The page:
Tensions have risen on the eve of the anniversary of President Donald Trump’s withdrawal from the agreement, under which Iran agreed to curbs on its nuclear program in return for the lifting of international sanctions.
The Trump administration has restored U.S. sanctions and extended them, effectively ordering countries around the world to stop buying Iranian oil or face sanctions of their own.
Iran has continued complying with the deal. Washington’s European allies, which oppose the U.S. pullout, have tried and failed to come up with ways to blunt the economic impact of the U.S. move while urging Iran to continue to comply.
Iranian media reported that Tehran would write to the countries still signed up to the deal - U.S. allies Britain, France and Germany as well as Russia and China - on Wednesday to give them details about plans to “diminish its commitments” under the deal.
Iranian state news reports have said Iran does not plan to pull out, but will revive some nuclear activity that was halted under the deal.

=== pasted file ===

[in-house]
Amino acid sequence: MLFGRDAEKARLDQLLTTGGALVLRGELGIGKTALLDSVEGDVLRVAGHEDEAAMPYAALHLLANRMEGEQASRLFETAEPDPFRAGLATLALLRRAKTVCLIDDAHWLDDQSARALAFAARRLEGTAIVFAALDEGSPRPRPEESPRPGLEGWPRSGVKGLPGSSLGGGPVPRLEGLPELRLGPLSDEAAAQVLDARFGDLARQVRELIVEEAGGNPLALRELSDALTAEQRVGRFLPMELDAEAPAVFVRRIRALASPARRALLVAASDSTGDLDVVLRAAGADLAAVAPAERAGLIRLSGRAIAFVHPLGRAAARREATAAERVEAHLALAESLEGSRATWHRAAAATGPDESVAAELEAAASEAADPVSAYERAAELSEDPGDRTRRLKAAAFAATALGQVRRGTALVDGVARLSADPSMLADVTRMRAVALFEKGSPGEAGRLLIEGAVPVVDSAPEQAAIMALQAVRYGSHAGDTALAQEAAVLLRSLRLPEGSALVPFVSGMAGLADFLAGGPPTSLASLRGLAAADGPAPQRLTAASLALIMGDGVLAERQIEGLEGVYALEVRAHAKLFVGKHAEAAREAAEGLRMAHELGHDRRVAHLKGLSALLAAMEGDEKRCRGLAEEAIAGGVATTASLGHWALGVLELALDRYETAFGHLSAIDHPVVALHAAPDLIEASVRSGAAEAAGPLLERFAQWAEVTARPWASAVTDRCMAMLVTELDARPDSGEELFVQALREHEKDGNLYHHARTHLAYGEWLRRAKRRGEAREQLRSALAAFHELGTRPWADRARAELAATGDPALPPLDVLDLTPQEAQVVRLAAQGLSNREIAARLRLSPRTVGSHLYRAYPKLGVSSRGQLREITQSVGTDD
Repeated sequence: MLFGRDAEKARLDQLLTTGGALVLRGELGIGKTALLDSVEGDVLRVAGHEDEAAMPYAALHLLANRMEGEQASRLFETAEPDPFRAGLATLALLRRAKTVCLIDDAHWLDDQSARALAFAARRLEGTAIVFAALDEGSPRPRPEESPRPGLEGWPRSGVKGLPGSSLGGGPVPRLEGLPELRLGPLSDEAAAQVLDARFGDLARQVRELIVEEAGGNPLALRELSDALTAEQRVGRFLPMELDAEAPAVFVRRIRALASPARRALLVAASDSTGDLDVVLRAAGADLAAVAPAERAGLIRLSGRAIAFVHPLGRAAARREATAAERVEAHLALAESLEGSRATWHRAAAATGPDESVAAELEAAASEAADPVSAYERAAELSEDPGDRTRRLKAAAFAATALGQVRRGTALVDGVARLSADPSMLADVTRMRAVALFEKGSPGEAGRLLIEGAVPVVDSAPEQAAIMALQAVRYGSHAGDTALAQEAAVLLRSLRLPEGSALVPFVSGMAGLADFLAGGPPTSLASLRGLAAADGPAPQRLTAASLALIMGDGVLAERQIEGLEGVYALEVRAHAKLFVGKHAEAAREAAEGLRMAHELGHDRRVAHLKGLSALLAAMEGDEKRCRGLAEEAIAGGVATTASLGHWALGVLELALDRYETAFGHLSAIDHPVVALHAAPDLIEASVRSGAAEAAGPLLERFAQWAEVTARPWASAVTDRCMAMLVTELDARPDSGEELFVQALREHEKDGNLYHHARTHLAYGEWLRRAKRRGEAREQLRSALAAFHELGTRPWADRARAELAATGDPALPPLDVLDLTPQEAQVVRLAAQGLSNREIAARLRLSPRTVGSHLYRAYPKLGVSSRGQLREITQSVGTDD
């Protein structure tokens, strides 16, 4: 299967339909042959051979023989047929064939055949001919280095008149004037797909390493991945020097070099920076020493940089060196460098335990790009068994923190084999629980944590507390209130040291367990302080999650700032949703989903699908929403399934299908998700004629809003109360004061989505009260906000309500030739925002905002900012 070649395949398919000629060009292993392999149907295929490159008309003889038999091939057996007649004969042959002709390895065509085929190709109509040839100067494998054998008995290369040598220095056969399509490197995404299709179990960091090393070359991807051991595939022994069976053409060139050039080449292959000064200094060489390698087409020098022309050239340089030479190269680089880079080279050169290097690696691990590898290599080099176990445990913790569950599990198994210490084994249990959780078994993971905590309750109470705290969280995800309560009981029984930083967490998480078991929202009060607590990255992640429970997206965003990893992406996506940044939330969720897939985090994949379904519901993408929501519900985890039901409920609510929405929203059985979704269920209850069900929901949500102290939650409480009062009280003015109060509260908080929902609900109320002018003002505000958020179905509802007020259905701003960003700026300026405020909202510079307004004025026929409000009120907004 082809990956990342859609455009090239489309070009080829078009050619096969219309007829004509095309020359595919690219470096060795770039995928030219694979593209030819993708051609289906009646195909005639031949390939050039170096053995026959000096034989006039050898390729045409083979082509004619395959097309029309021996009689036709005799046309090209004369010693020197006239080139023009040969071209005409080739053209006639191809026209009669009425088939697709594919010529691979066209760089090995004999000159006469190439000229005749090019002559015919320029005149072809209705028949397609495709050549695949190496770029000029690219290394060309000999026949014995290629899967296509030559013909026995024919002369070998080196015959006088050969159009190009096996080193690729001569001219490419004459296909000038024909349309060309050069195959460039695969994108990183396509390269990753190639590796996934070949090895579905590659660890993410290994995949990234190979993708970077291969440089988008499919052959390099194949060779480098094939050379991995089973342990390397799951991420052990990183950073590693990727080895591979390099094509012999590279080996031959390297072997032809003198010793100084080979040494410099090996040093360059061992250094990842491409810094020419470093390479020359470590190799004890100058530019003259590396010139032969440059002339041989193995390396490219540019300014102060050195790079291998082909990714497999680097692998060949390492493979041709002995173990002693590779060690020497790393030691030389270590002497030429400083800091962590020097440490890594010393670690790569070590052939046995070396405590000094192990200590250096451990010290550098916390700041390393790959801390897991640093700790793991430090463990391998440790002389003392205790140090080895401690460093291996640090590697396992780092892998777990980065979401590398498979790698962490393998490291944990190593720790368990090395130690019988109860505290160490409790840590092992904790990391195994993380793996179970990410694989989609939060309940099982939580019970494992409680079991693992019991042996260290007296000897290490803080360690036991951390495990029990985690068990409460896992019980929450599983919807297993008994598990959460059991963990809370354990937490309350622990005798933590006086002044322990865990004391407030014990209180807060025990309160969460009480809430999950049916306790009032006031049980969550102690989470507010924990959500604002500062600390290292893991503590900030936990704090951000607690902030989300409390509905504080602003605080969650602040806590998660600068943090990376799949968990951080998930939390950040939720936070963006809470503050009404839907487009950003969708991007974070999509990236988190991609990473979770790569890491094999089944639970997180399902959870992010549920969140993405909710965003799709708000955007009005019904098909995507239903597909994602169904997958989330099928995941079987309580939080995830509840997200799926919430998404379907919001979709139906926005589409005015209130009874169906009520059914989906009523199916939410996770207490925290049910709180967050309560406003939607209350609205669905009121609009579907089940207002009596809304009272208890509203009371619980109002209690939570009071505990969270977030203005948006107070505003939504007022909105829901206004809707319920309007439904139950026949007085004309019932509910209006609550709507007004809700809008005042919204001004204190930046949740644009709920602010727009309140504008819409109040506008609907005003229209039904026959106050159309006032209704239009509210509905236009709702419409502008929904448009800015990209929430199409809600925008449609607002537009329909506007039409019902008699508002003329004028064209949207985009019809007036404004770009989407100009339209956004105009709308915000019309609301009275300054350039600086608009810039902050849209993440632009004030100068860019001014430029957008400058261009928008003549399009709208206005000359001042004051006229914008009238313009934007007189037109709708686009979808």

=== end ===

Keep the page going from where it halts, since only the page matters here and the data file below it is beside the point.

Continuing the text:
A French presidential source said the European countries did not yet know precisely what steps Iran was now planning, but they could have to reimpose sanctions on Iran if those steps amount to reneging.
“We do not want Tehran to announce tomorrow actions that would violate the nuclear agreement, because in this case we Europeans would be obliged to reimpose sanctions as per the terms of the agreement,” the source said.
“We sent messages to Tehran to say that we were determined to implement the agreement, that we really wanted them to stay in this agreement even though we took into account the complexity of the situation and passed on the same messages to our American allies,” the source said.